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New Zealand nominates trans woman to compete in the Olympics

Wellington - The National Olympic Committee of New Zealand (NZOC) nominated transgender athlete Laurel Hubbard for the Tokyo Games on Monday. The weightlifter in the class up to 87 kilograms is the first transgender athlete at the Olympics, reports the Reuters news agency.

"I am grateful and humble for the kindness and support I have received from so many New Zealanders," Reuters quoted Hubbard from a statement from the association. “We have a strong culture of respect and inclusion. We are committed to supporting all eligible athletes,” said the NZOC. "We recognize that gender identity in sport is a highly sensitive and complex issue that requires a balance between human rights and fairness on the field," said NZOC boss Kereyn Smith.

Criticism from opponents, coaches and spectators
Hubbard was born in 1978 to Auckland Mayor Dick Hubbard. Until 2012 she took part in men's competitions. Then she had a gender reassignment operation and from then on competed with the women. In 2017 she became vice world champion. Her participation in women's competitions causes displeasure among opponents, coaches and spectators, as she, as a trans woman, is accused of having an unfair advantage. As a man, Hubbard had never competed in international competitions.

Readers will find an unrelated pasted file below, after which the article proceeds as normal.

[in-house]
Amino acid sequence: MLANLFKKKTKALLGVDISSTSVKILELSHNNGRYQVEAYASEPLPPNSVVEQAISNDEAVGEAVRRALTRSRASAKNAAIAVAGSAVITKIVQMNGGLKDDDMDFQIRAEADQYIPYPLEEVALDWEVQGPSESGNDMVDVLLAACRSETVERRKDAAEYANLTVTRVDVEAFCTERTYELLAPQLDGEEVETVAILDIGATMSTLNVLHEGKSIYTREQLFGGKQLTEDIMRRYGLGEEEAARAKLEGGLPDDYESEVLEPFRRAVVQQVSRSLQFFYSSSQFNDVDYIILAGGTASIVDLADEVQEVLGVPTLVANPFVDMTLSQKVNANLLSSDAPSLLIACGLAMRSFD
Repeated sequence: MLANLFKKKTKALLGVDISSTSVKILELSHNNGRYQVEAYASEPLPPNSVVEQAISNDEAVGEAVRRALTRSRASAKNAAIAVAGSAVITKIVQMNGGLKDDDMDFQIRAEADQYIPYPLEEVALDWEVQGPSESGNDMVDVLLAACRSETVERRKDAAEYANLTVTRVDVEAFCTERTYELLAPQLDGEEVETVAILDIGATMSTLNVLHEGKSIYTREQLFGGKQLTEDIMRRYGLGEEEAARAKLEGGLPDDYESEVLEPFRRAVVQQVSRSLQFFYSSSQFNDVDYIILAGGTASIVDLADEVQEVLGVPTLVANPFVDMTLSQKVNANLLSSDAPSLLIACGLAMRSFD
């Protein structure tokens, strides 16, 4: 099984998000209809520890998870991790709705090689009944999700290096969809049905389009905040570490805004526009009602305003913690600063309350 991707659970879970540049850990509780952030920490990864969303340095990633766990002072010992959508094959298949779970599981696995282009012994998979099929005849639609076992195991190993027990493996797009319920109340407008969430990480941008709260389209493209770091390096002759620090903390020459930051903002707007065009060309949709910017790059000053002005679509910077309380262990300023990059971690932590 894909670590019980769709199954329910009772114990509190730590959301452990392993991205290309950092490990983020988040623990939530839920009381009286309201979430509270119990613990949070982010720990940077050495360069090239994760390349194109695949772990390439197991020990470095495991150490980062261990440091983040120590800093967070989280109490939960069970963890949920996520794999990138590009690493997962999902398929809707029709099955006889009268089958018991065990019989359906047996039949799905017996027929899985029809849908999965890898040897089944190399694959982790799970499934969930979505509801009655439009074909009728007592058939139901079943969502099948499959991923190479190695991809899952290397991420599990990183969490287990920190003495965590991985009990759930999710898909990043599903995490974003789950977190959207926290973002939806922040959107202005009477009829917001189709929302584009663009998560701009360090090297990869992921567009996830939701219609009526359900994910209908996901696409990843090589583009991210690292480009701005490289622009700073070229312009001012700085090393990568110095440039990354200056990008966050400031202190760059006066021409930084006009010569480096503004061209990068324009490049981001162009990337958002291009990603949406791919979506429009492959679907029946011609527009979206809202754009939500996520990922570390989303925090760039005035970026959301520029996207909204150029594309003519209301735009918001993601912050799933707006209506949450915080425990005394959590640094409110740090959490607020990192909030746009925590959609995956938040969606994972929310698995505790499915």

According to a guideline introduced by the International Olympic Committee in 2015, a trans woman must declare that her gender identity is female. This cannot be changed for four years. In addition, the athlete must prove that her testosterone level has been below a certain threshold for a period of at least twelve months.

Belgian weightlifter Anna Van Bellinghen, who competes in the same weight class as Hubbard, recently called the New Zealander's possible nomination a "bad joke". The situation is "unfair to the sport and the athletes".

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